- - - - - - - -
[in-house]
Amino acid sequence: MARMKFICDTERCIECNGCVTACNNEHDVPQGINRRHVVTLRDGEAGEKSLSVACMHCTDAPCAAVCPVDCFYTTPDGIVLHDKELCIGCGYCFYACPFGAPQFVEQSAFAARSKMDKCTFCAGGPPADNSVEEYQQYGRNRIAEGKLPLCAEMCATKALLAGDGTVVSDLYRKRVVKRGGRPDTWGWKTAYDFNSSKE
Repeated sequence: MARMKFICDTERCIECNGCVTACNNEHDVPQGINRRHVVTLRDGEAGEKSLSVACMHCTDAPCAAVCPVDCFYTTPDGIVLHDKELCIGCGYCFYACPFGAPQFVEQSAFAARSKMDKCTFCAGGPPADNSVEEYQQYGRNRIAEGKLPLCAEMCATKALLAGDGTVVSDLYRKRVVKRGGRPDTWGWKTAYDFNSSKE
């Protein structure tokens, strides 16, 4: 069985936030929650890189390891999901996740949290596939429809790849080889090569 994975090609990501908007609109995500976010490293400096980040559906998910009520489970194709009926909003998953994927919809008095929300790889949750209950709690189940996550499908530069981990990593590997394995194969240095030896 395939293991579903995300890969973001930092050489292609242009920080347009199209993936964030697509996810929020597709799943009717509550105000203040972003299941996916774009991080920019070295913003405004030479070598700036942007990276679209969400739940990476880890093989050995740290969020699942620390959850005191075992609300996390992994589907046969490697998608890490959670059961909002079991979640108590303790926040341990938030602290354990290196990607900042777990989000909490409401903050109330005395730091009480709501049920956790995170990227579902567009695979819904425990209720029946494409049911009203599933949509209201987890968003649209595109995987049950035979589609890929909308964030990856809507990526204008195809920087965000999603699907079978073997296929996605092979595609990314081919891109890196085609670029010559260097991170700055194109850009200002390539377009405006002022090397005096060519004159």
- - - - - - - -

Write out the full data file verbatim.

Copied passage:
[in-house]
Amino acid sequence: MARMKFICDTERCIECNGCVTACNNEHDVPQGINRRHVVTLRDGEAGEKSLSVACMHCTDAPCAAVCPVDCFYTTPDGIVLHDKELCIGCGYCFYACPFGAPQFVEQSAFAARSKMDKCTFCAGGPPADNSVEEYQQYGRNRIAEGKLPLCAEMCATKALLAGDGTVVSDLYRKRVVKRGGRPDTWGWKTAYDFNSSKE
Repeated sequence: MARMKFICDTERCIECNGCVTACNNEHDVPQGINRRHVVTLRDGEAGEKSLSVACMHCTDAPCAAVCPVDCFYTTPDGIVLHDKELCIGCGYCFYACPFGAPQFVEQSAFAARSKMDKCTFCAGGPPADNSVEEYQQYGRNRIAEGKLPLCAEMCATKALLAGDGTVVSDLYRKRVVKRGGRPDTWGWKTAYDFNSSKE
């Protein structure tokens, strides 16, 4: 069985936030929650890189390891999901996740949290596939429809790849080889090569 994975090609990501908007609109995500976010490293400096980040559906998910009520489970194709009926909003998953994927919809008095929300790889949750209950709690189940996550499908530069981990990593590997394995194969240095030896 395939293991579903995300890969973001930092050489292609242009920080347009199209993936964030697509996810929020597709799943009717509550105000203040972003299941996916774009991080920019070295913003405004030479070598700036942007990276679209969400739940990476880890093989050995740290969020699942620390959850005191075992609300996390992994589907046969490697998608890490959670059961909002079991979640108590303790926040341990938030602290354990290196990607900042777990989000909490409401903050109330005395730091009480709501049920956790995170990227579902567009695979819904425990209720029946494409049911009203599933949509209201987890968003649209595109995987049950035979589609890929909308964030990856809507990526204008195809920087965000999603699907079978073997296929996605092979595609990314081919891109890196085609670029010559260097991170700055194109850009200002390539377009405006002022090397005096060519004159």